As of January 1st, physician assistants (PAs) have been given the opportunity to be designated, hospice-attending physicians. PAs can now place orders for care and equipment, as well as bill patients for their services. This trivial change for PAs does not come without unfair restrictions and still greatly limits the knowledge and care PA's can have for their patients in both hospice and palliative care.

Without the proper training in palliative or hospice care, PAs will never reach their full potential and be able to adequately care for their patients.

As of 2010, the Accreditation Standards for Physician Assistant Education included that one must go through how-to training in the delivery of medical care throughout the entire life of an individual, including pre-birth and death. This comes with the understanding that PAs should be able to provide palliative care and be able to recognize patients who would benefit from palliative and or hospice care. The Journal of Allied Health did a study in 2016, which evaluated newly graduated PA students' knowledge of palliative care. This study was conducted after finding out that 85 percent of PAs in a hospital wished that they were better prepared to care for patients where palliative care was necessary. This proved to be true after assessment. The results proved that PAs did not have enough training in hospice and palliative care, which is in accordance with over 95 percent of them saying they received "none or too little lectures in palliative medicine." About 90 percent of these PAs also said that they did not have a dedicated hospice or palliative medicine rotation of one week or longer.

This lack of education and training proves to be a very large issue for PAs.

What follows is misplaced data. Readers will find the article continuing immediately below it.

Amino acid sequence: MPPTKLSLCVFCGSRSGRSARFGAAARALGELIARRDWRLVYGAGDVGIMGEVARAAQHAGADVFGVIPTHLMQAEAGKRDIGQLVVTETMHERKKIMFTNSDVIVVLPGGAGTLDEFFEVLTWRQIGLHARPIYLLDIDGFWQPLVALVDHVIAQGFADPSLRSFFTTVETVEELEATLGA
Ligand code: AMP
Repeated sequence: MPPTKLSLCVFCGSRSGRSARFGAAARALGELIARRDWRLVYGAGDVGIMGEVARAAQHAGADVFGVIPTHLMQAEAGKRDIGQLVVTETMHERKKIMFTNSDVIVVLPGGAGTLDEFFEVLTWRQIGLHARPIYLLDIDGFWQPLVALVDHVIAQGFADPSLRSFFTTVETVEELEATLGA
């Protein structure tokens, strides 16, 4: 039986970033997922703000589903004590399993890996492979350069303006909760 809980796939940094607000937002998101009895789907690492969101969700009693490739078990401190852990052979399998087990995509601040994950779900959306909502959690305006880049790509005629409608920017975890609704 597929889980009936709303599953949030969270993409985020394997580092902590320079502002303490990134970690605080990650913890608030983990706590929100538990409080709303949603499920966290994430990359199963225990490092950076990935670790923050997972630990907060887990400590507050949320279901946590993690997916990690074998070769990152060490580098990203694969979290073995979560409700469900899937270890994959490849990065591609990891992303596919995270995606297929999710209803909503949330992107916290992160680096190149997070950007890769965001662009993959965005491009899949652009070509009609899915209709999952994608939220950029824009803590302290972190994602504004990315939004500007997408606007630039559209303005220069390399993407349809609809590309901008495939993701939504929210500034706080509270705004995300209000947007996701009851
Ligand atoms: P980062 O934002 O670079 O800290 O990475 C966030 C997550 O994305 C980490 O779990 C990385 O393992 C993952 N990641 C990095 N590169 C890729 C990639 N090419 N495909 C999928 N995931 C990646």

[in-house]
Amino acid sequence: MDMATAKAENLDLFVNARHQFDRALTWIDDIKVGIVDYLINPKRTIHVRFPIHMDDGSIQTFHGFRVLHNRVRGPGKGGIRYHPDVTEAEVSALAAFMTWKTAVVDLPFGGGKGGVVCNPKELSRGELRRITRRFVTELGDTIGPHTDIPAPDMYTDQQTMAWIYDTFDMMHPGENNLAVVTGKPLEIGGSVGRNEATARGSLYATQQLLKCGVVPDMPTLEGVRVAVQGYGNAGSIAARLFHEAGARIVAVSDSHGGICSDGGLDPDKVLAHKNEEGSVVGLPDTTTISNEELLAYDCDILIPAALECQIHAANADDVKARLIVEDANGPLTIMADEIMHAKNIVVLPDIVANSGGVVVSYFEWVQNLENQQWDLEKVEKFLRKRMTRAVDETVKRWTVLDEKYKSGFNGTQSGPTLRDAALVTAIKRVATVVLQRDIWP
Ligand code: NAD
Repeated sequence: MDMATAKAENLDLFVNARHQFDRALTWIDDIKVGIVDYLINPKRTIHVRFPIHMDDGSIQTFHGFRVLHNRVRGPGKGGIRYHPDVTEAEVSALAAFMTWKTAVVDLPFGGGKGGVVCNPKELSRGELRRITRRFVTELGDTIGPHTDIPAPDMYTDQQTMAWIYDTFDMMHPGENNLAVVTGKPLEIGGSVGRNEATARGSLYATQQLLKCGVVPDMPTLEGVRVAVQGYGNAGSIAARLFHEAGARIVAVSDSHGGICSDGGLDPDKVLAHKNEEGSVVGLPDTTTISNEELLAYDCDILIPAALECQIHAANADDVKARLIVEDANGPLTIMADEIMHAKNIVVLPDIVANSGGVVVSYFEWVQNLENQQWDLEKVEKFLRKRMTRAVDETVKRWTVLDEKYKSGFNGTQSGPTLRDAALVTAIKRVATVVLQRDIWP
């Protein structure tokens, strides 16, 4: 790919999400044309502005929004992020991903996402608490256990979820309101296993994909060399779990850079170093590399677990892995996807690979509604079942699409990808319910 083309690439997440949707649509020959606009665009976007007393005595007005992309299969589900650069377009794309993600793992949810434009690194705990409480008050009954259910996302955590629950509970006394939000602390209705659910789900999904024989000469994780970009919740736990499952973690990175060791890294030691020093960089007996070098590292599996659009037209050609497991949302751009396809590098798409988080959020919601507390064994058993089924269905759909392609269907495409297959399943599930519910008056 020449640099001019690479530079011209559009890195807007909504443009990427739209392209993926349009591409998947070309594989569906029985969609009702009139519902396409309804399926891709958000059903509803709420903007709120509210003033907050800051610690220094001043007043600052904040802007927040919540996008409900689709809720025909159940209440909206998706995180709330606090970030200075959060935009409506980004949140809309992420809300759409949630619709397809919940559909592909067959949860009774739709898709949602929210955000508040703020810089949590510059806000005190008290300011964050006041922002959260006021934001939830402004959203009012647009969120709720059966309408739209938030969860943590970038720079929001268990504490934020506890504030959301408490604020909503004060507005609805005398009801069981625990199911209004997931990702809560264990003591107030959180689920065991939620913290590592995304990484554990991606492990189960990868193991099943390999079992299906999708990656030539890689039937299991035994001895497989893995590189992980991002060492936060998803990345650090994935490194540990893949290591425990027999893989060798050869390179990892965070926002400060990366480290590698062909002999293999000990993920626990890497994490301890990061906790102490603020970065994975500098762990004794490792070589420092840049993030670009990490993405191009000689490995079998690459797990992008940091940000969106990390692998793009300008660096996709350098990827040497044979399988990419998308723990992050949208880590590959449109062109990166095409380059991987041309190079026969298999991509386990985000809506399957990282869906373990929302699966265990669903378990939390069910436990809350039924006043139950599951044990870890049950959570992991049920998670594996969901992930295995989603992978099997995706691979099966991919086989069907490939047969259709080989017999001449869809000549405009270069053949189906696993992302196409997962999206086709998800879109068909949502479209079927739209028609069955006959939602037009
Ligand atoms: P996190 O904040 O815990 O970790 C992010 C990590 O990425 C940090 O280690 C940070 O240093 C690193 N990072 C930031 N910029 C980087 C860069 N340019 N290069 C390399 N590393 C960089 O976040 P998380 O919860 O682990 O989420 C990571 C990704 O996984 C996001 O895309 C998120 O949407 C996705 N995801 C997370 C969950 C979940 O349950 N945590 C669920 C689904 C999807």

According to the Journal of the American Academy of Physician Assistants, currently, 16 percent of all PAs are practicing in clinical settings that are not hospice settings, which require palliative based care. These settings include critical care, oncology, trauma, pain management, and more. PAs are expected to know how to care for these special patients without proper training. They are put into situations that require specialized care for people with chronic or terminal illnesses. PAs are required to not only relieve symptoms for these patients, but provide support, create goals, and improve the quality life of the patients and their families. How is this possible when 90 percent of PAs have not received even a week's worth of experience in this setting?

In 2018, congress passed the Medicare Patient Access to Hospice Act. This act allowed PAs in centers for medicare and Medicaid to follow, place orders for equipment, and be reimbursed in a hospice setting as of January 1, 2019. Although this act was passed, it still failed to give PAs the resources and means to properly care for those on hospice. Under Section 1861(r)(1) of COP 418.106(b.), this act does not allow PAs to prescribe medication or certify someone as terminally ill. With this being said, PAs are not allowed to be a part of one-on-one face-to-face visits with patients in order to recertify their hospice care.

The claim for these discrepancies in the acts falls under the lack of training PAs receive in this area.

As of 2017, the National Commission of Certification of Physician Assistants reported that only 0.1 percent of all PAs worked in a palliative care or hospice-based position. Congress is currently trying to pass H.R.647, which would amend the Public Health Service Act to increase the number of faculty and the funds present in medical schools, nursing schools, social work schools, and PA programs. Without these funds and changes, PAs will forever fail to properly care for their patients.